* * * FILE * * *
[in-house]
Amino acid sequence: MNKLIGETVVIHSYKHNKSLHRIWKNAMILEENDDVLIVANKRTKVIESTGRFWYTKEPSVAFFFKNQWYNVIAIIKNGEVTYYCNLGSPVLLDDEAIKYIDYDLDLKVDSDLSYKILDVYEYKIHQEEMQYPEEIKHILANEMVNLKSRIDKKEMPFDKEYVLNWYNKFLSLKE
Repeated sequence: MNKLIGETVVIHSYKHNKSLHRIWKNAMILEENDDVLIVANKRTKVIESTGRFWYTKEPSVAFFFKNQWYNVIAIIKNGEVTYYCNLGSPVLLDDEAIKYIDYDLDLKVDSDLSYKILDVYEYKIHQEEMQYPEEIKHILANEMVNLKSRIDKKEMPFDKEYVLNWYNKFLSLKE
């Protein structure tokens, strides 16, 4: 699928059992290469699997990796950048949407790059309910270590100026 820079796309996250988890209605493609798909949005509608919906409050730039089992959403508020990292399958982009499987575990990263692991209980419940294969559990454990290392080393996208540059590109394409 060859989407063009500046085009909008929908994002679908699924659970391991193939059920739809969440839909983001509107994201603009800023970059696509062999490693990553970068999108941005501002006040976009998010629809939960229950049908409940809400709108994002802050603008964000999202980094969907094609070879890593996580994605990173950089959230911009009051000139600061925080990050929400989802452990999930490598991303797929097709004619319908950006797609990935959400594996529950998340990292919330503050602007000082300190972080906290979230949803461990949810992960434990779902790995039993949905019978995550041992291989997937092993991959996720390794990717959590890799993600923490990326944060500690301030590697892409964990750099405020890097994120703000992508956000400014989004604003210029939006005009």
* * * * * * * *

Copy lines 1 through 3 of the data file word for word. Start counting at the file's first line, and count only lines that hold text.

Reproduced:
[in-house]
Amino acid sequence: MNKLIGETVVIHSYKHNKSLHRIWKNAMILEENDDVLIVANKRTKVIESTGRFWYTKEPSVAFFFKNQWYNVIAIIKNGEVTYYCNLGSPVLLDDEAIKYIDYDLDLKVDSDLSYKILDVYEYKIHQEEMQYPEEIKHILANEMVNLKSRIDKKEMPFDKEYVLNWYNKFLSLKE
Repeated sequence: MNKLIGETVVIHSYKHNKSLHRIWKNAMILEENDDVLIVANKRTKVIESTGRFWYTKEPSVAFFFKNQWYNVIAIIKNGEVTYYCNLGSPVLLDDEAIKYIDYDLDLKVDSDLSYKILDVYEYKIHQEEMQYPEEIKHILANEMVNLKSRIDKKEMPFDKEYVLNWYNKFLSLKE